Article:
Some state and federal refunds or credits may also be available if you install a tankless water system in your home.

9. Storage

Homeowners are constantly seeking more storage. From the pantry to the garage, storage is always a good investment.

On the most expensive end, you can pay to upgrade the size of the garage or the basement, giving you room for storage or an additional living space.

On the lower end of the cost scale, you can sub-in a deep cabinet above the refrigerator for additional storage and easier access. Similarly, you can add a closet here and there or upgrade the master closet for extra space and visual interest.

10. Structural Upgrades

These are the most expensive, but it makes sense to get the layout right during the initial build. If you have any type of ‘must have’ structural upgrade planned, now is the time to do it.

This means laying out the kitchen the way you want. Don’t hold off on a $25,000 kitchen remodel for later if you can get the floor plan changed for $10,000 now. Make it wider, add the island, or put in additional seating.

While it will cost you, you spend a lot of time in the kitchen, and it’s a new home, so build it the way you want it.

Also upgrade access to good lighting by adding additional fixtures, task lighting, or outdoor solar lights.

open kitchen with large island and sliding doors

Upgrades to Avoid

Some upgrades may sound like a good idea, but in reality, they could end up costing you unexpectedly, or they simply aren’t worth the upfront cost. We mentioned tile backsplash, faucets, showerheads, and contractor mirrors as examples earlier. Here are a few more to consider.

1. Decking

Outdoor spaces are appealing for nearly every type of home. Therefore, a deck is a coveted addition. However, during the build is not the best time to add on an expensive deck, mainly because the house is likely to settle, which can shift the deck and require repairs.

Builders typically recommend waiting a year or so before adding on a deck. In addition to settling the shifting landscape, spending a year in your house will provide you with a better idea of the layout you want.

If you jump in with a large deck during the build, you may regret the design, access from the house, location of stairs, etc. Wait this one out and add it later on.

2. Smart Tech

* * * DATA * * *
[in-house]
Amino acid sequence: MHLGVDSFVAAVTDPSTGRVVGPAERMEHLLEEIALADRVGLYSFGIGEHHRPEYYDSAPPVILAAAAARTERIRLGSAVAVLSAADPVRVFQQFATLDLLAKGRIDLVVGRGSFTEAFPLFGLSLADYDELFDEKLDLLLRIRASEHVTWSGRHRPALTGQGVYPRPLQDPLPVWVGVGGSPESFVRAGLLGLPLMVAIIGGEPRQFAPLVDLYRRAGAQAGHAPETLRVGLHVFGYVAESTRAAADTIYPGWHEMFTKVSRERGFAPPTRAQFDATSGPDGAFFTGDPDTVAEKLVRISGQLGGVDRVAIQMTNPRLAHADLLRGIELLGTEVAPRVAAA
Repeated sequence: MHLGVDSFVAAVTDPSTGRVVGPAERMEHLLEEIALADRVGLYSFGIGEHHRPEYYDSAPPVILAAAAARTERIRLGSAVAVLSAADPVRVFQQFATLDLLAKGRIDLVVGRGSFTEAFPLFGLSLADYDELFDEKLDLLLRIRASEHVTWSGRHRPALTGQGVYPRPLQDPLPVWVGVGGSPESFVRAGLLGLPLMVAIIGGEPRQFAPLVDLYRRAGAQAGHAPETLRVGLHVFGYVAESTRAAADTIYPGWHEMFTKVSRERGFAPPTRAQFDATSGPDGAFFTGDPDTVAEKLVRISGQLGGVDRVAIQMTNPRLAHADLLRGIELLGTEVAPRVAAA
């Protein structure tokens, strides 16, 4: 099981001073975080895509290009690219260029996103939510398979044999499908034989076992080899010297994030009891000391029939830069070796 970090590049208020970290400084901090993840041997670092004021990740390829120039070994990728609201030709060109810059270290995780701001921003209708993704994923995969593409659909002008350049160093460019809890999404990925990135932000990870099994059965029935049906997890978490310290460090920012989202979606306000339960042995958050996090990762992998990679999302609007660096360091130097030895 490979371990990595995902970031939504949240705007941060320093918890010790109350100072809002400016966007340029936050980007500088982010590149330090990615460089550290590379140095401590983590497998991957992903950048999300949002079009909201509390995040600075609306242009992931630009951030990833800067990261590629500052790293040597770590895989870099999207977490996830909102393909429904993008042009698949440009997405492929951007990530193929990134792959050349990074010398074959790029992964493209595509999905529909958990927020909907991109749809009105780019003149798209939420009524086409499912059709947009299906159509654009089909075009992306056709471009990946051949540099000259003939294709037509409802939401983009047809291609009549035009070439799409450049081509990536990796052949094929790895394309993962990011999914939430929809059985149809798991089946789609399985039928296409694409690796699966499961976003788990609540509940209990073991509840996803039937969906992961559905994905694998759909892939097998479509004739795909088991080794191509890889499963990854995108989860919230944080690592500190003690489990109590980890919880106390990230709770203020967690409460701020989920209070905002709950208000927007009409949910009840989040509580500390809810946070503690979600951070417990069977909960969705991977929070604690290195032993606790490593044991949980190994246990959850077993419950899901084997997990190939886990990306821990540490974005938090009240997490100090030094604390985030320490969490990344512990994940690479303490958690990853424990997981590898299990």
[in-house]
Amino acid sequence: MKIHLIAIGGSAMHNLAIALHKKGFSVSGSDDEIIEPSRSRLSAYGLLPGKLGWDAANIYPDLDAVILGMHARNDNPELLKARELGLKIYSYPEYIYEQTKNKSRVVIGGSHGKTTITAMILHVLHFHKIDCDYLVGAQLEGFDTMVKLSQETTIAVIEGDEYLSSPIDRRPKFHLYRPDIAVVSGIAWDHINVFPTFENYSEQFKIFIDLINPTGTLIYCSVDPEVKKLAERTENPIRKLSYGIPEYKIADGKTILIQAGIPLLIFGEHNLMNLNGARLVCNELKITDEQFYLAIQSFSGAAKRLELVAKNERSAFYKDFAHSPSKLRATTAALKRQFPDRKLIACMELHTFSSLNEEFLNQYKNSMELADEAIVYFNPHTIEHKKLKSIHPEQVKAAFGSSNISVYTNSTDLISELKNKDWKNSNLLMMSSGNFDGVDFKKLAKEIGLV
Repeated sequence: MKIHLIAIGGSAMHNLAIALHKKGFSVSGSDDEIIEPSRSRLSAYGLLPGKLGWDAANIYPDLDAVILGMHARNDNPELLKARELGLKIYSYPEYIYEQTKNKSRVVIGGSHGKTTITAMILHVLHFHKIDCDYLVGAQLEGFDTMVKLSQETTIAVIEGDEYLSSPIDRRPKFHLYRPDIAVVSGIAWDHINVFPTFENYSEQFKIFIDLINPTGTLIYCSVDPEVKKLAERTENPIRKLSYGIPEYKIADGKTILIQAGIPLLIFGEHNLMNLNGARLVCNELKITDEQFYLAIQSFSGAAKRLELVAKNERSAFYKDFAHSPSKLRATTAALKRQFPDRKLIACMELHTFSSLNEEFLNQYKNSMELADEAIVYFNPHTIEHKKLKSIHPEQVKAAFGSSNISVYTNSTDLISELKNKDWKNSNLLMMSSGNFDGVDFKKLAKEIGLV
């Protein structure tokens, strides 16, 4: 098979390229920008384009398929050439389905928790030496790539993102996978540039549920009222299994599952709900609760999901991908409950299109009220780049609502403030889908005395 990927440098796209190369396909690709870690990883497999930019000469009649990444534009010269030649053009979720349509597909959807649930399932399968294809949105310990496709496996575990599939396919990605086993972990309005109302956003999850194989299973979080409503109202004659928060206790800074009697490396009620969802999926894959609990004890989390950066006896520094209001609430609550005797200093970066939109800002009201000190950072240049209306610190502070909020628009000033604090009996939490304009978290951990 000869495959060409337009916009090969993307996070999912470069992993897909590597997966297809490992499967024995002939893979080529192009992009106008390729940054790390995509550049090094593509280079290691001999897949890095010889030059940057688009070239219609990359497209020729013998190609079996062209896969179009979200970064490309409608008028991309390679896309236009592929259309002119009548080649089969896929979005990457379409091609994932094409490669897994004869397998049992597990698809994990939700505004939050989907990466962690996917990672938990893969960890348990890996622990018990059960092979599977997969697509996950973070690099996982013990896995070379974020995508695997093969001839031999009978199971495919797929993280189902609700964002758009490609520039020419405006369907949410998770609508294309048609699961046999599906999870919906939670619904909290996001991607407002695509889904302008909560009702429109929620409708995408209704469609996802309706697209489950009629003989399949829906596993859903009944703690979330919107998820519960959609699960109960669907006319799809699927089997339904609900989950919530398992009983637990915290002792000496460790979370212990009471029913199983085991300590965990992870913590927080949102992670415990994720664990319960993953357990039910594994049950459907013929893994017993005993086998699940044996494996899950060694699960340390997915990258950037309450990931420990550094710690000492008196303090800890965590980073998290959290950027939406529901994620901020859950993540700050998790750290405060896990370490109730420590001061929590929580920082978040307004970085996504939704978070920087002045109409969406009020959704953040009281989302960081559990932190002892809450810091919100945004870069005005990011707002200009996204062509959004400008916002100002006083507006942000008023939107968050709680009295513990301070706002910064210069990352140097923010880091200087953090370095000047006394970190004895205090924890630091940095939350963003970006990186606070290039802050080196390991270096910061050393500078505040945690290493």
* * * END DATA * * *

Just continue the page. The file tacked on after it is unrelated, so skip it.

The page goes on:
Smart technology is definitely a convenience and a money saver. However, paying to equip your home with the newest and fastest will only result in technology that’s wired in, and out of date, before the next full moon.

Instead of paying for it upfront, add in smart thermostats, showerheads, and motion lights over time.

The exception here might be upgrading to smart appliances the builder is installing. For example, a smart furnace will connect you to your power consumption and monitor usage for you.

3. Light Fixtures

Even if you hate your options the builder presents, you can get by with the cheap light fixtures until you find some you love. When you do, you can hire an electrician or install them yourself with little effort.

After you replace them, sell or donate the old fixtures to keep them out of the landfill.

4. Crown Molding

This is the trim used at the top of walls and cabinets to make them look fancier. Even if you love the look and idea of crown molding, it’s a budget conscious decision to skip it now and DIY later.

Constructing a house is a stressful and busy time. But once it’s done, you’ll have a lifetime of memories in your new home, so take the time to consider your options.

Not all builders offer custom touches, so if something is a deal breaker for you, make sure your builder offers it. Before you auto-dismiss or accept the upgrades that are offered, contemplate the cost, the needs, and your ability to make changes later.

If you’re feeling overwhelmed by the process learn a bit more in our related articles Steps to Building a House Checklist and The 9 Hardest Parts of Building a House.